Dir: Charles Band
Star: Cody Renee Cameron, Russell Coker, Robin Sydney
This certainly deserves points for the sheer audacity of the project, and for shamelessly exploiting a pandemic which, at the time of writing, has been responsible for over 165,000 deaths worldwide. Will Band stop there? There’s all of history which could be strip-mined similarly. AIDS Zombies. Bubonic Zombies. Hell, why stop at natural disasters: should we expect Holocaust Zombies? But I guess that’s less fun than ripping your story from today’s headlines – complete with inserted news footage of Presidential briefings and partying spring-breakers. I can forgive Band all this: hell, I embrace the poor taste inherent in the territory of B-movies, from Ilsa, She-Wolf of the S.S. through Bloodsucking Freaks (whose director Joel M. Reed, died last week – ironically, from the coronavirus), even including disease-based movies like Ebola Syndrome. It’s the lazy and slapdash approach which is the problem here.
For those were at least actual films. This? Not so much. It’s barely 60 minutes long, and the great majority of the running-time is dubbed footage taken from other films. The main source is Bruno Mattei’s Dawn of the Dead knock-off, Hell of the Living Dead, known in the UK as Zombie Creeping Flesh, under which title it went onto the video nasties list. Its repurposing for this is somewhat ironic, because the original film itself made use of previous stock footage, dubbed to fit the narrative. In its new version, what begins as a raid on someone who hijacked a shipment of toilet paper, morphs into a search for a coronavirus cure, going to the source of the outbreak. Ground zero was an ill-advised attempt by “Scampbell’s” Soup, to produce a bat-flavoured variety for the Chinese market. That is, trust me, among the best jokes this has to offer. There are also clips taken from Zombies vs. Strippers, because tits.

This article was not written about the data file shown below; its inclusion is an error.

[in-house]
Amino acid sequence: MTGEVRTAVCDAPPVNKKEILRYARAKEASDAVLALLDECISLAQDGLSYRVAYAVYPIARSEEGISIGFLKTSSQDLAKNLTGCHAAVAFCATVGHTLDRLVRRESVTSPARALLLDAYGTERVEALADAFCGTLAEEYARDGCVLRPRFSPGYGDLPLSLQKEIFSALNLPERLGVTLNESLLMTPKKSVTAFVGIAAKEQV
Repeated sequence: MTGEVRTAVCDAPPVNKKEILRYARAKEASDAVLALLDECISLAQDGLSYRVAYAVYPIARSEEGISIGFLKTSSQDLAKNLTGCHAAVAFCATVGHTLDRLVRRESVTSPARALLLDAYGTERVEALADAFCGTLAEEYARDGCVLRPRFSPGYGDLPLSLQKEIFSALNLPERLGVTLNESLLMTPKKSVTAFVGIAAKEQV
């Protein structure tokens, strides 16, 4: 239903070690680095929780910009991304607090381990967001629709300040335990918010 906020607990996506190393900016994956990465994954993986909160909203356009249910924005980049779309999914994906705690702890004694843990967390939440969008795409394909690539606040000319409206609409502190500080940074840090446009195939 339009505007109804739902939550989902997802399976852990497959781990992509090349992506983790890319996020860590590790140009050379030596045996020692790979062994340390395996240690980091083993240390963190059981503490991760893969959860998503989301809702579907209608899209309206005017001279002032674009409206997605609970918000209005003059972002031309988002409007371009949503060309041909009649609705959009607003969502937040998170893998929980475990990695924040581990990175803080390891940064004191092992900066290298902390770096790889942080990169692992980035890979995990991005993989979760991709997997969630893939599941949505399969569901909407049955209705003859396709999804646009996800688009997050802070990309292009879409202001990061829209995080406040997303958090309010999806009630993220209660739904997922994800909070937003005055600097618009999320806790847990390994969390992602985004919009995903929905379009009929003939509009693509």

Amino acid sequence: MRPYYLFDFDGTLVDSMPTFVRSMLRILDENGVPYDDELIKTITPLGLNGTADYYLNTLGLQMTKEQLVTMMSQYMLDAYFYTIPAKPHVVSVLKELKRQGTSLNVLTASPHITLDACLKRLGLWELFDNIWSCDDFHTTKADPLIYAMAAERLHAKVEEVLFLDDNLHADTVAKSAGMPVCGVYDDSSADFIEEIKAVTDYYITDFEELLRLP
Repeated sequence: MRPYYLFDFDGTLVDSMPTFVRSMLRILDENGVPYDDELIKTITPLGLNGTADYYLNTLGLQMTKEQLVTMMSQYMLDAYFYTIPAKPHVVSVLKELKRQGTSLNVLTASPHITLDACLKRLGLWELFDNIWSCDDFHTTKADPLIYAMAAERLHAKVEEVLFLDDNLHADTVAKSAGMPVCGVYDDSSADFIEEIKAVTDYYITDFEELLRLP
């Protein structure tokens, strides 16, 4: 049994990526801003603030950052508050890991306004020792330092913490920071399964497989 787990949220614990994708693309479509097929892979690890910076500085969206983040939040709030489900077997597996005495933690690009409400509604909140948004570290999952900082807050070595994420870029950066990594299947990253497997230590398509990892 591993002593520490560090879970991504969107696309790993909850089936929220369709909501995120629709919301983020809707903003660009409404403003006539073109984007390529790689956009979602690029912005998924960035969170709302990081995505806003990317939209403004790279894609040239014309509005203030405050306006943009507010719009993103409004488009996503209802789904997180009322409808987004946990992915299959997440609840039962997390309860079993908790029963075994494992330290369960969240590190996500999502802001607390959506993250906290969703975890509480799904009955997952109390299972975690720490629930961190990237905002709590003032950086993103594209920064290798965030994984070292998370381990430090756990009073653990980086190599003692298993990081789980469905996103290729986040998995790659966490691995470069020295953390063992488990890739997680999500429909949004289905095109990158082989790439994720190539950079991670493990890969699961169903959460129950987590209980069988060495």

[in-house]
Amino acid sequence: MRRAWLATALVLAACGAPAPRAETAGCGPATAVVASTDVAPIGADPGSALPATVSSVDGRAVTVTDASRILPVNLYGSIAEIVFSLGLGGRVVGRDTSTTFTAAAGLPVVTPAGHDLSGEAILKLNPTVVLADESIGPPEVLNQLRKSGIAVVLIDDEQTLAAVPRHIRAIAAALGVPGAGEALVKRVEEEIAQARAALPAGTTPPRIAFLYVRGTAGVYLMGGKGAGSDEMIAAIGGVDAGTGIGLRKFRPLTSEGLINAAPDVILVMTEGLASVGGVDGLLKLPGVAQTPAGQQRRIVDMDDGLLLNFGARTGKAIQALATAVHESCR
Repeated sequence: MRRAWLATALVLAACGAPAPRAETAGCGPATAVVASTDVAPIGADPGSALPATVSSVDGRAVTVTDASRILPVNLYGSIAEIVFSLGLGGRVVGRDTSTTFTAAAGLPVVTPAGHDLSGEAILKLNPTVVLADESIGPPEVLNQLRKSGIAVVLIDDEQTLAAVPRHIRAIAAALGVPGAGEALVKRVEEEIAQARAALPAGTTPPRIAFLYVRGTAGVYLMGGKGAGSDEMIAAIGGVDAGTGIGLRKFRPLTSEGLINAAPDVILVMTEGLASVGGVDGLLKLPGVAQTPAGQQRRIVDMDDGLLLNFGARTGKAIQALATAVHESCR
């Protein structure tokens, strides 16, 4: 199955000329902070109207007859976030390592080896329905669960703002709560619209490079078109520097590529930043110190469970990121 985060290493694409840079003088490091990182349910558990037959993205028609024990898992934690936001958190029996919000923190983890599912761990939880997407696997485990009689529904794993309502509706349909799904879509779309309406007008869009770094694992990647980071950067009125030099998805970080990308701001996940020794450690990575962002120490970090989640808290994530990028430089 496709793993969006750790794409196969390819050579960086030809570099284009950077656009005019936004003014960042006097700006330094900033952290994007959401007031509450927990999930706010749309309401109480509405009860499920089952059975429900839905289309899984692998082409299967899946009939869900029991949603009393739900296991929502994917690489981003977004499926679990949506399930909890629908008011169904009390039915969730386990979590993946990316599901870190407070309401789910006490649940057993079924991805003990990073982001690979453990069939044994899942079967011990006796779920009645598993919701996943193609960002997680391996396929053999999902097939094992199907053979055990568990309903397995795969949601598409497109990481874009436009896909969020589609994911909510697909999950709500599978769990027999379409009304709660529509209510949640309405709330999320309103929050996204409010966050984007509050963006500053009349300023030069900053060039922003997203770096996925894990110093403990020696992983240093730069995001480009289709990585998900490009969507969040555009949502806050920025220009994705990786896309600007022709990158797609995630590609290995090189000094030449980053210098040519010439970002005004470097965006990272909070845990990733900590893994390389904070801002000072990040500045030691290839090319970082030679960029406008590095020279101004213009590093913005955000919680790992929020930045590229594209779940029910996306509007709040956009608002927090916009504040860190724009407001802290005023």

The new footage, what there is, has Barbie (Cameron) returning home from a trip to the supermarket, to follow the pandemic on TV, and chat to her pal, Kendra (Sydney, unseen and literally phoning in her performance). At one point, Barbie takes a shower, shown above – note she is actually dressed! – during which she is startled by a zombie that isn’t actually there. Is this all perhaps just a dream? This slightly promising avenue for exploration is rapidly discarded, in favour of more recycled footage which rolls out every coronavirus joke you’ve heard before. Did you know it shares its name with a Mexican beer? There are likely also some jokes you thought of, but decided were too shite to bother telling.
The heavily-condensed version of Zombie Creeping Flesh included here proved energetic enough to make me want to see it. I mean, how many other films have a zombie reaching into someone’s mouth, and popping their eye-balls out from the inside? However, I’m taking all the dire reviews of the full version under advisement, and the best thing is probably the Goblin soundtrack. Mattei was a big fan of theirs, but couldn’t afford to get them to compose anything new,so instead ponied up for the rights to recycle their work on Dawn of the Dead. Band, meanwhile, has already announced a follow-up, titled Barbie and Kendra Save the Tiger King. Once again, I can only applaud the audacity. However, I think we’ll be socially distancing ourselves severely from that one.